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Clinical Information Technology Gaps Persist Among Physicians

Issue Brief No. 106
November 2006
Joy M. Grossman, Marie C. Reed

Physicians in smaller practices continue to lag well behind physicians in larger practices in reporting the availability of clinical information technology (IT) in their offices, according to a new national study from the Center for Studying Health System Change (HSC). The proportion of physicians reporting access to IT for each of five clinical activities increased across all practice settings between 2000-01 and 2004-05. Adoption gaps between small and large practices persisted, however, for two of the clinical activities—obtaining treatment guidelines and exchanging clinical data with other physicians—and widened for the other three—accessing patient notes, generating preventive care reminders and writing prescriptions. In contrast, clinical IT was generally as likely or more likely to be available to physicians in practices treating larger proportions of vulnerable and underserved patients as other physicians, a pattern that did not change between the two periods.


IT Adoption Gaps Widen Between Small and Large Practices

arger physician practices, including group/staff model health maintenance organizations (HMOs), medical school faculty practices and large groups, have been the earliest adopters of clinical IT. While overall IT adoption has grown slowly, policy makers are particularly concerned about how IT is diffusing among small practices and physicians serving rural, low-income or minority patients.1

More than half of all physicians in 2004-05 worked in solo and two physician practices (32%) or small groups of three to nine physicians (19%), according to HSC’s nationally representative Community Tracking Study (CTS) Physician Survey (see Data Source). Small and safety net practices may be left behind even as adoption accelerates among larger practices, widening the adoption gaps and, potentially, disparities in the quality of care among patients.

Recent findings from the CTS Physician Survey show that the percentage of physicians reporting access to IT for each of five clinical activities—obtaining treatment guidelines, exchanging clinical data with other physicians, accessing patient notes, generating preventive reminders for the physician’s use and writing prescriptions—grew between 2000-01 and 2004-05 across all practice settings (see Table 1). However, adoption gaps between physicians in smaller and larger practices persisted over the same period.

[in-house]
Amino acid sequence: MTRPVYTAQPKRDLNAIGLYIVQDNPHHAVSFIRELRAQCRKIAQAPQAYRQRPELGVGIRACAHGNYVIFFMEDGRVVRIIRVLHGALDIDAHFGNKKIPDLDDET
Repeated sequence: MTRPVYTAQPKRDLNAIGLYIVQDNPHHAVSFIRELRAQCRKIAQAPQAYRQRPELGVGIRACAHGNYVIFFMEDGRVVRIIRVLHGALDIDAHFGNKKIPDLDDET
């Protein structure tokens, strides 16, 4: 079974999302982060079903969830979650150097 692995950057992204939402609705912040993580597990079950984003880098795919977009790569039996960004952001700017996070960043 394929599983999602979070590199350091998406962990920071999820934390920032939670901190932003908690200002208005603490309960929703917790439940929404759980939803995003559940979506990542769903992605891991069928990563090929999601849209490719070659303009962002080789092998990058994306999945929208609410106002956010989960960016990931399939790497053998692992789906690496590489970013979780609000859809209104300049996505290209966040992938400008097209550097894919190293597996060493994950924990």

The adoption gap between physicians in the smallest practices (with nine or fewer physicians) and physicians in large group practices (with more than 50 physicians) grew for three of the five activities: accessing patient notes, generating preventive care reminders and writing prescriptions. As an example, the proportion of physicians in the smallest practices reporting IT to write prescriptions increased 5 percentage points over the period, while the proportion of physicians in large groups grew by 28 percentage points (see Figure 1). As a result, the adoption gap tripled between 2000-01 and 2004-05. Adoption gaps between physicians in the smallest practices and large groups leveled out for accessing guidelines and exchanging clinical data (with any increases in the gaps not statistically significant). Widening gaps were also reported between physicians in the smallest practices and those in the middle group of practices with 10 to 50 physicians for all clinical activities but reminders.

A similar pattern existed among high-adopting practices with the most IT (see Figure 2). For example, among physicians reporting that IT is available for three or more of the five clinical activities, the gaps between those in the smallest practices and large groups increased by 40 percent.

Practice size gaps may be explained by factors such as larger practices’ greater financial and administrative resources, scale economies—the ability to spread acquisition and implementation costs among more physicians—and more active physician leadership promoting IT and quality improvement.

Adoption gaps also persisted by physician specialty and age for all clinical activities. The gaps were smaller, however, than practice size differences in adoption and did not widen over the four-year period.